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Trailer Drum Brake Installation


trailer drum brake components

Position the trailer on a stable and LEVEL working surface. If possible, leave the tow vehicle hooked to the trailer in order to limit movement as well as keeping the front end supported and level. If the trailer is not supported on the tow vehicle, it MUST be blocked directly to the ground at the frame/tongue junction.

UNDER NO CIRCUMSTANCES IS THE TRAILER TO BE SUPPORTED BY THE TONGUE JACK WHILE BEING RAISED AT THE WHEELS! Block the wheels opposite the side being worked on both front and rear so that the trailer cannot roll.

NOTE: Using an adequate capacity floor or scissors jack, raise the side of the trailer. NOTE: Check under frames for brake lines BEFORE lifting. DO NOT position jack in areas that may damage brake lines, etc.

NOTE: A. Tandem and tri-axle trailers should be jacked on the frame between the wheels, or directly under the axle within 8" of the backside of the tire. B. Single axle trailers can be lifted on the frame just behind the axle or directly under the axle within 8" of the backside of the tire (if lifting at the axle).

CAUTION- always support the trailer with adequate capacity support stands. DO NOT rely on the jack as the only means of support.

  1. Check Brake Mounting Flange
    To mount brakes to an axle, the axle must have brake flange welded to the axle. Tie Down's 10" drum brakes fit standard 4 hole brake flanges and mount with 7/16" grade 5 or better bolts and lock nuts or lock washers. Our 12" drum brakes fit standard 5 hole brake flanges and mount with 3/8" grade 5 or better bolts and lock nuts or lock washers. The brake flange connected to the axle must be square and concentric with the axle spindle. If the brake flange is not properly installed, it will contribute to rapid lining wear and improper brake action. If your axle does not have flanges pre-welded to the axle, see a qualified technician to weld the plates to your axles. Improper welding can weaken the axle causing severe problems.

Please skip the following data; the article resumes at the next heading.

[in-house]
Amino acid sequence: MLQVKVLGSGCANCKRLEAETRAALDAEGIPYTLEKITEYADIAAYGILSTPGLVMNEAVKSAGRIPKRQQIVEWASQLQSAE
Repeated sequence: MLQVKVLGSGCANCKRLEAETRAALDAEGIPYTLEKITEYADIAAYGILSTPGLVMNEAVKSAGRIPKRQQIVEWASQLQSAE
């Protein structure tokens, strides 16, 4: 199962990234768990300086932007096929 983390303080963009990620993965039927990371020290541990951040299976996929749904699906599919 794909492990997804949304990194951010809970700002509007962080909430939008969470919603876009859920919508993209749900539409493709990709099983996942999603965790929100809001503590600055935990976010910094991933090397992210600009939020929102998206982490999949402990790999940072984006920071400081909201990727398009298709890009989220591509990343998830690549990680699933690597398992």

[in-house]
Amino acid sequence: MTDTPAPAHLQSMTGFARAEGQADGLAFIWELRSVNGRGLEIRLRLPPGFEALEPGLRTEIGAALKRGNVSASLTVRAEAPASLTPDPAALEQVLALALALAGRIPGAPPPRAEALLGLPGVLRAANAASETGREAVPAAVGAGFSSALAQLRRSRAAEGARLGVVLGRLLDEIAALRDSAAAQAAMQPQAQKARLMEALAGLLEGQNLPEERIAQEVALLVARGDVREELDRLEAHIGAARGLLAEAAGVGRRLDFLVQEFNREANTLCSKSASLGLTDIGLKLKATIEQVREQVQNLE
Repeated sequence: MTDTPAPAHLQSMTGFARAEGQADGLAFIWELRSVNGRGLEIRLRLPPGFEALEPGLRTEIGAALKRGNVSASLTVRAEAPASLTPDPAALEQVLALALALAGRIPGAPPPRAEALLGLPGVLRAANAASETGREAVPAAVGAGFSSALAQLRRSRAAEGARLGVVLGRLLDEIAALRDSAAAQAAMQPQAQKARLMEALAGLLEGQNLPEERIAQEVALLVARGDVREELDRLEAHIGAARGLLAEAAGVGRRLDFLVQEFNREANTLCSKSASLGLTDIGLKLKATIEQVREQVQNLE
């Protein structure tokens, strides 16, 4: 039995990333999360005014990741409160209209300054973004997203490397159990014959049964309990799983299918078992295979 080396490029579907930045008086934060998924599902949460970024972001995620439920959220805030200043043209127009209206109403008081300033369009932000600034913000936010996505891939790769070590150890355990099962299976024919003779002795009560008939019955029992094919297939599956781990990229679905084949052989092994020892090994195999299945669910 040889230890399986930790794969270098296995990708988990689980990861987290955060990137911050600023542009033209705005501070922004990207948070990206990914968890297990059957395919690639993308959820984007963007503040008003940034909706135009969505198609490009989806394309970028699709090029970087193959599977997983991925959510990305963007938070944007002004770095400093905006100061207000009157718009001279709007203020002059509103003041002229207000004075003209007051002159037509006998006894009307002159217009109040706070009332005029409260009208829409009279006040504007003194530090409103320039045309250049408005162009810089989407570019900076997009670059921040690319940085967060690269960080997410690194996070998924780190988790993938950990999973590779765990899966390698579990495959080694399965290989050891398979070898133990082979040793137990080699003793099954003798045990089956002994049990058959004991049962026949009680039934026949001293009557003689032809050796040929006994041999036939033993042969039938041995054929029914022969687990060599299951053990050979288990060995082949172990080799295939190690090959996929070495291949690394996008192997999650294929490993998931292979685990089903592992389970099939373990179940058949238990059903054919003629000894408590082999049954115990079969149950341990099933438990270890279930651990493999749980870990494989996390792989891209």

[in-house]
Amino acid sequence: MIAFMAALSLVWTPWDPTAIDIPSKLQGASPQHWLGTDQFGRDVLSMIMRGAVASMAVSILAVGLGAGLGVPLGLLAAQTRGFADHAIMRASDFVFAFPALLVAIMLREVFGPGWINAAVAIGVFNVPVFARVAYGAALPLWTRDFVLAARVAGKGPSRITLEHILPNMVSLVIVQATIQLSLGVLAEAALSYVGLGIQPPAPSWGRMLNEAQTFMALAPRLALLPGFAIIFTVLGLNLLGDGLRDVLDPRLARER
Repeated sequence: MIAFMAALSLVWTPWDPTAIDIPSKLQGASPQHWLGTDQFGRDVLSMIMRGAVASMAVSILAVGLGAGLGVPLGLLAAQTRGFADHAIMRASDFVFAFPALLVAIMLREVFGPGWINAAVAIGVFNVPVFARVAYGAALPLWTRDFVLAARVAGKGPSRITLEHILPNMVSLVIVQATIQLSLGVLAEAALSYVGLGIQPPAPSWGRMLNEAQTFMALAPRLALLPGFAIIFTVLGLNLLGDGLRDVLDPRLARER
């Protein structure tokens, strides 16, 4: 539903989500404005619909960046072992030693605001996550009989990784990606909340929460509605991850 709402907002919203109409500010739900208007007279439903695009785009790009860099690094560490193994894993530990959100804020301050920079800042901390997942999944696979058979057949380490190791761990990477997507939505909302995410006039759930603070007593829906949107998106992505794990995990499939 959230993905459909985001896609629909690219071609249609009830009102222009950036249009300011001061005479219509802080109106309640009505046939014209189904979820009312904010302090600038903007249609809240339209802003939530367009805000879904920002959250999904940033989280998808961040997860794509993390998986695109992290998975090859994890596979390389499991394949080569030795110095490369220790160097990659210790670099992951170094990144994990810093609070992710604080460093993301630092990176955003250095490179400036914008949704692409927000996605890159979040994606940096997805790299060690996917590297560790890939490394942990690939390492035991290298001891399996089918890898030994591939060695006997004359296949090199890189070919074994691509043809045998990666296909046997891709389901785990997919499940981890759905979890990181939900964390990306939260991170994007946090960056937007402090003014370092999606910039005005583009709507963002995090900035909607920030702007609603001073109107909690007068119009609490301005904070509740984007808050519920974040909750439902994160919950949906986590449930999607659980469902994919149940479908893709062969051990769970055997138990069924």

2. Brakes Installation
    Brakes are marked as "RIGHT" and "LEFT". The "LEFT" brake travels on the driver's side of the trailer. Place the brake against brake flange with the hydraulic wheel cylinder at the top. Secure with four 7/16" (grade 5) hex head bolts for the 10" brakes or five 7/16" (grade 5) hex head bolts for the 12" brakes. Use lock washers or lock nuts with flat washers on the back side of the flange. Torque to 30 ft. lbs.

  3. Installing Brake Drum

    After the brakes have been correctly assembled to the brake flanges, TAKE NOTE which direction the spoon needs to be moved in order to open the star wheel, mount the brake drum to the spindle. If re-using drum and bearings, check for wear or pitting in the bearings and cup surfaces. Check drum for surface wear. Replace any parts that show wear. Pack the inside bearing with suitable wheel bearing grease. Force grease through and around the rollers. Place the bearing in the hub and install the grease seal flush with the end of the hub using an arbor press or soft mallet. The bearing seal should be lubricated before putting it on the brake drum. Remove excess grease.

    Lubricate and install the outer bearing on spindle. Place thrust washer and new locking tab washer (if applicable) and castle nut on spindle. Turn the brake drum as you the tighten spindle nut. When a pronounced drag is felt in the bearings, back off the spindle nut one complete slot and install cotter pin or bend tab on locking tooth washer (if applicable) and dust cap. Caution: Do not over pack hub with grease. Excessive grease may leak into brake drums causing brake failure. Install wheels at this time. Tighten wheel nuts to proper torque as recommended by trailer or wheel manufacturer. Recheck lug torque after first 50 miles. Spin wheel at this time to make sure the wheel rotates freely without wobble or drag.

  4. first adjustment for trailer drum brakes
  5. Initial Adjustment of Brakes
    Adjust the brakes before removing the jacks.
    1. With trailer wheel off the ground and tire mounted. Remove the rubber access hole plugs from the rear of the brake backing plate.